Write a piece of fiction describing an incident that uses the phrase, “third time’s the charm.”

Billy wasn’t that interested in softball, but his dad was, and he’d volunteered to be the team’s coach! Billy had to look like he was enjoying himself and take his dad’s advice when they practiced at home. Besides the two practices a week, Billy and his dad played catch at home with the perfectly-sized mitt Dad bought him before the season began. He’d listened when he’d been shown how to hold the bat, and he really didn’t have trouble keeping his eye on the ball. He loved soccer, and you got to run around all the time playing soccer.

“C’mon Billy, it’s time to go. We’ve got to win this game, or we won’t get in the play-offs,” said Dad, and he hurried Billy out to the car. Dad was more excited than he was. Maybe it was because he just didn’t care about the game as much. So much standing around in the field, waiting until it was your turn to bat, then the moment when everyone was watching YOU as you stood there waiting for the pitcher to throw something you could actually hit! That was the hardest part. Sometimes he’s just bat at a poor throw just to get his turn over. Then he’d get more coaching when he got home!

On the ride, he tried to psych himself up for the game, to feel the enthusiasm his dad was showing as he smiled and drove. “This is going to be a good one, Billy. Are you ready for the Raiders?” Dad asked jovially.

“I’m ready Dad. I’ll hit the ball out of the park — if their pitcher is any good,” Billy replied.

“You do that, son. Remember to wait for the right pitch. Don’t waste your swing on the low balls. One of ’em will be just right. That’s the one you swing at,” said Dad.

“Okay, Dad,” Billy said. “I’ll try my best.”

They hustled out of the cars, all the parents more excited than the kids at the prospect of beating the Raiders and moving on to the play-offs. Luke and Matthew were tossing the ball back and forth when Billy joined them. He caught okay — except when it came zooming down at the ground from somewhere in the sky! Some of the guys on his team were really good, and they were excited, ready defeat the 9 year-olds on the other team.

The game was going pretty well, five innings played, and the score was 5-6. Only one more inning to go. Billy played outfield, as usual. Not that many balls reached him, but that was okay, except for the waiting, and the fear that one would come flying out of the sky, and everybody would be watching him!

Sixth inning half over, their team at bat. So far he hadn’t even had a turn at the plate. He knew Dad was anxious for him to get up there and hit the ball. He was thinking about how covered in dust his shoes were as he moved along the bench. He was startled when the coach said, “Hey Bill, get up here. You’re at bat!”

Yep, he had those butterflies in his tummy. He knew he could do it, but he’d wasn’t very confident that he would. He didn’t want to waste a strike on a ball he should have swung at.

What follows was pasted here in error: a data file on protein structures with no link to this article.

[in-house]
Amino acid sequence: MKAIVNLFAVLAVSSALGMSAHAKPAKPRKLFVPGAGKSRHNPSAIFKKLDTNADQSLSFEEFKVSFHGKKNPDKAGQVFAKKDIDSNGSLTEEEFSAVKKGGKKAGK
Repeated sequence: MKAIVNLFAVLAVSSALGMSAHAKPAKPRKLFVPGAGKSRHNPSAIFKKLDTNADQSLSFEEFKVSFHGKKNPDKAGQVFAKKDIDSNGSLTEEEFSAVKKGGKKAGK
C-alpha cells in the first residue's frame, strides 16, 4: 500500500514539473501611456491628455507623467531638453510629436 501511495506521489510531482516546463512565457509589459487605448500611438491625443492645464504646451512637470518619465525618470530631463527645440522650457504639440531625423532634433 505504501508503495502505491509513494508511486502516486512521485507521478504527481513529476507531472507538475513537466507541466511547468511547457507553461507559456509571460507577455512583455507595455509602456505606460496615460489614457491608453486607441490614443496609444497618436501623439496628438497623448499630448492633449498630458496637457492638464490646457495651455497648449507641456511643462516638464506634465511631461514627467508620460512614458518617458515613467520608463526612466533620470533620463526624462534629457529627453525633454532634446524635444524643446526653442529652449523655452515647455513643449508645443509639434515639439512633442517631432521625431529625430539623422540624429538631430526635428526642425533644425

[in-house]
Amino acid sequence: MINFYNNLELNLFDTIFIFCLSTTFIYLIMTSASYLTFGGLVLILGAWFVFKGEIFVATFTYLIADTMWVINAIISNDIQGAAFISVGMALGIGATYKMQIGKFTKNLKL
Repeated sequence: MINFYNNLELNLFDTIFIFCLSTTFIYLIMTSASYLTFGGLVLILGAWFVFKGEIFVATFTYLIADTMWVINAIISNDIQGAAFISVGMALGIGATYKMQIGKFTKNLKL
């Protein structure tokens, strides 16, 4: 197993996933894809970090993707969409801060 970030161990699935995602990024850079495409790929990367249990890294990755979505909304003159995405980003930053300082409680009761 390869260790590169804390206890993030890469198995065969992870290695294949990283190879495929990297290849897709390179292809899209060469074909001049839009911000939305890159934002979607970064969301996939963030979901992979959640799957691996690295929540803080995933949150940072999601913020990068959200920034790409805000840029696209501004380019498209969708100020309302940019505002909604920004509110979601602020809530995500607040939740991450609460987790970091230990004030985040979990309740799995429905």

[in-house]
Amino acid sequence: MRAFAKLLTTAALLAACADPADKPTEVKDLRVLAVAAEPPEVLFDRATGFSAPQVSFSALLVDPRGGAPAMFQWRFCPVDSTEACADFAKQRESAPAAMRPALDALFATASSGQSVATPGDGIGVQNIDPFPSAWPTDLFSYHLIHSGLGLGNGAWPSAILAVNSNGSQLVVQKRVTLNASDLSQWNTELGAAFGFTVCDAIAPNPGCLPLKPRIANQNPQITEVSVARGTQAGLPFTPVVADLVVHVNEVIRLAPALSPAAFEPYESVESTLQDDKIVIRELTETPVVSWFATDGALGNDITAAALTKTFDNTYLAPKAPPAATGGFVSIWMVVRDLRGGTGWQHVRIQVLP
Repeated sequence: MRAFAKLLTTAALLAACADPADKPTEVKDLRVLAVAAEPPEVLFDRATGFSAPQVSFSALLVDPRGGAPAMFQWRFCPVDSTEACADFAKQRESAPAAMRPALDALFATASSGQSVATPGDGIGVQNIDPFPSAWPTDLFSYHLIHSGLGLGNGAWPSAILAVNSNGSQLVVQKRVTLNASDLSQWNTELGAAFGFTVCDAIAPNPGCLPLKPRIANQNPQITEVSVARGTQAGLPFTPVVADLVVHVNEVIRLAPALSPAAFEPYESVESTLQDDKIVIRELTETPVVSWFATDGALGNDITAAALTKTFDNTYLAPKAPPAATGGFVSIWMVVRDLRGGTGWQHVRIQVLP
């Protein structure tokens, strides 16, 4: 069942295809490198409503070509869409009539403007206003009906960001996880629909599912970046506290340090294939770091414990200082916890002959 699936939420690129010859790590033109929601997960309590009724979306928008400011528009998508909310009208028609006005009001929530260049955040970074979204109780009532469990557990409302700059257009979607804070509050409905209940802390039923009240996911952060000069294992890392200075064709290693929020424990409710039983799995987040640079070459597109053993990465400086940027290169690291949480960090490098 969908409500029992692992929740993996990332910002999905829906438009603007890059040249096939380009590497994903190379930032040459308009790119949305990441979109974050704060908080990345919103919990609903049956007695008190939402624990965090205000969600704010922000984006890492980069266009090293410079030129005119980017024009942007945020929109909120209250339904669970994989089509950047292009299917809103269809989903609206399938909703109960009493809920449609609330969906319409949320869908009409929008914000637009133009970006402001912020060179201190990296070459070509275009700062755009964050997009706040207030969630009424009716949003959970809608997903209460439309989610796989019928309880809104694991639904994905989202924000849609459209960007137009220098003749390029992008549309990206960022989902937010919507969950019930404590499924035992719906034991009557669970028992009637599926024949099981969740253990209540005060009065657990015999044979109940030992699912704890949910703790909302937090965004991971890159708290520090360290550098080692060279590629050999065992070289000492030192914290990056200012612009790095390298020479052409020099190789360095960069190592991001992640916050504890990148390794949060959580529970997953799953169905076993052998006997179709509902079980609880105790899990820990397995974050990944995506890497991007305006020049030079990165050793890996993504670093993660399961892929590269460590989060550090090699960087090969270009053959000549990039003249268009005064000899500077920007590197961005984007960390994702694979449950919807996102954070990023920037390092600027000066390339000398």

The pitcher was pretty big for a 9 year-old, but he seemed to be throwing pretty well. The first pitch came at him. “Think quick,” he told himself: “No, it was going too far to the left. Don’t swing!”

“Ball,” yelled the umpire.

Okay. In position again. Feet firm, body flexed. This ball was okay. He swung, but missed.

“Strike 1″.

The butterflies were flapping. He got in position again, watched the arc of the ball as it came toward him. Geez, it was going to hit him in the face. He jerked to one side, and the catcher asked if he was okay.” Sure,” he said.

“Ball 2,” called the ump.

Now he was a bit angry.

When the next ball came he thought, “I’m going hit you, you miserable ball, right into the pitcher!” But he didn’t, and he knew he’d let his judgment be clouded by his anger. So he stood up shook his arms and legs, took  few deep breaths, and got into position again.

“Just do what you’re supposed to do,” he said to himself. “Cool and calm. Relaxed but ready.” The ball came. It was sweet, right where it should be. He swung and it made that satisfying thwack the told him it was flying.

“Run, Billy,” yelled several voices, and he did. All the way to third base. It was that good! No third out for him. There was cheering, and he felt great! The next batter hit a grounder, tough to catch, but it put Billy home.

As he reached home plate the ump slapped him on the back and said, “Third time’s a charm. I think you’re going to be a great hitter, just keep on playin’ with your head in the game,” he said.

And he and dad did, right through the play-offs, until the best team in their division beat them again. Billy had more fun playing after he realized he really could hit that ball, and that he get his head into the game, too.” What Dad had been telling him was beginning to make sense. Maybe next season, they’d be the victors!

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